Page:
As we've discussed elsewhere we had our 45 year old gas furnace replaced this spring with a heat pump both because it was 45 years old and because a new heat pump will be cheaper to operate and also because it meant getting central a/c as part of the deal, essentially for free. It also meant that we could move the air handler to our attic, freeing up space so we can expand our kitchen by renovating to make refrigerator space where the old furnace was and putting a big pantry cabinet where the fridge used to be. (that part will be done this fall once our contractor has time) A/C season seems to have ended with a whimper this year after a fairly cool summer. According to the nest thermostat, which shares the data, we used the a/c about 40 hours this entire summer. Going with a baseline of 300 kwh/month without a/c we used about 80 extra kwh running it. It will be interesting to see if using the heat pump proves to be as much more economical as my rough calculations were. Last winter we spent upwards of $200/month for gas, mostly for heat since the only other gas appliance we have is the hot water heater, which runs about $20/month for usage in the summer.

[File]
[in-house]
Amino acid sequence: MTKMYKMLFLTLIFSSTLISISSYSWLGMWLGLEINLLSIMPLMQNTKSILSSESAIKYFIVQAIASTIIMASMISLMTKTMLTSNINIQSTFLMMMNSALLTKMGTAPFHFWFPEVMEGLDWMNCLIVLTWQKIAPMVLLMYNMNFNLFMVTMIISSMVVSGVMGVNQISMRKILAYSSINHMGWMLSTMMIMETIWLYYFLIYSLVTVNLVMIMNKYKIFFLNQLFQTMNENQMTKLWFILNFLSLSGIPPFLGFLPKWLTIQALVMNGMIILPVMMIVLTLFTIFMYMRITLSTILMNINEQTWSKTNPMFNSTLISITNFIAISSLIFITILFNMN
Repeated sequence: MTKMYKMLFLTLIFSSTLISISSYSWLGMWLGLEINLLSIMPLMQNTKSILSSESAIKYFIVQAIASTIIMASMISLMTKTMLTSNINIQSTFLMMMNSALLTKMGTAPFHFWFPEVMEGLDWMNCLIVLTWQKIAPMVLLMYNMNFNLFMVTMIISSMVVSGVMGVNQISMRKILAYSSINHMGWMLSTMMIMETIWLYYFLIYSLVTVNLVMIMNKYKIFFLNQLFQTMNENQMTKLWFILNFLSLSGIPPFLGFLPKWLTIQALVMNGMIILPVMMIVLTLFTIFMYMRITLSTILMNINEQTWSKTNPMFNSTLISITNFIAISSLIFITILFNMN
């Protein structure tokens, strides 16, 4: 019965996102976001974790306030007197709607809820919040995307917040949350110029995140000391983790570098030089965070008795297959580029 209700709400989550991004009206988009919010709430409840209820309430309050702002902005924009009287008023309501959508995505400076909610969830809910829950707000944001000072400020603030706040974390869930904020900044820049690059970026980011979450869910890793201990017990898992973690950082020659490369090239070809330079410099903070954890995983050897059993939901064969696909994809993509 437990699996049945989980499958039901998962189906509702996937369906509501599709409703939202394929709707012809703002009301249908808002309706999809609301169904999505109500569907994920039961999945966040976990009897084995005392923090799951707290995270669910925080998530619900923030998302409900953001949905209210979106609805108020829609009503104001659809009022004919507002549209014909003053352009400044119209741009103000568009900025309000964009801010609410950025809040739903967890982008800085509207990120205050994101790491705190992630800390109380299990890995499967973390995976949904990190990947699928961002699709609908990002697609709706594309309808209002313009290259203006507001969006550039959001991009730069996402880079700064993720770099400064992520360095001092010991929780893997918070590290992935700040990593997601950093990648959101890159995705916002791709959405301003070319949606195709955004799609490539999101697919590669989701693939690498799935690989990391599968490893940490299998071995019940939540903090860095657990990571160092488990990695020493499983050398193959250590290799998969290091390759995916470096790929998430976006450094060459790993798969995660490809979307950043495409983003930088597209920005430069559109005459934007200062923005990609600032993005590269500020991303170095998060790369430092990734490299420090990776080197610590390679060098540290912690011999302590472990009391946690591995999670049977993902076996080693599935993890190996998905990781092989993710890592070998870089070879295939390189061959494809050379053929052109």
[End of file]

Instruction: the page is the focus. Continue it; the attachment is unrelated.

We had to spend $1300 replacing a section of our gas main when we dug out the koi pond to put in the front patio. I would have loved to put that money towards a heat pump water heater so we could cancel the natural gas service which has a $15/month connection fee plus usage but the plumber convinced us to wait a few years because heat pump water heaters are still in the early stages and supposedly newer, better models come out every year. Also, though, we got a $3,000 tax credit for switching to the heat pump for space heating, and can get another $3,000 credit when we switch the hot water heater, you can't get two credits in one year, so I suppose we'll still come out ahead assuming that the credit still exists in 2-3 years when we convert the hot water heater to a heat pump system.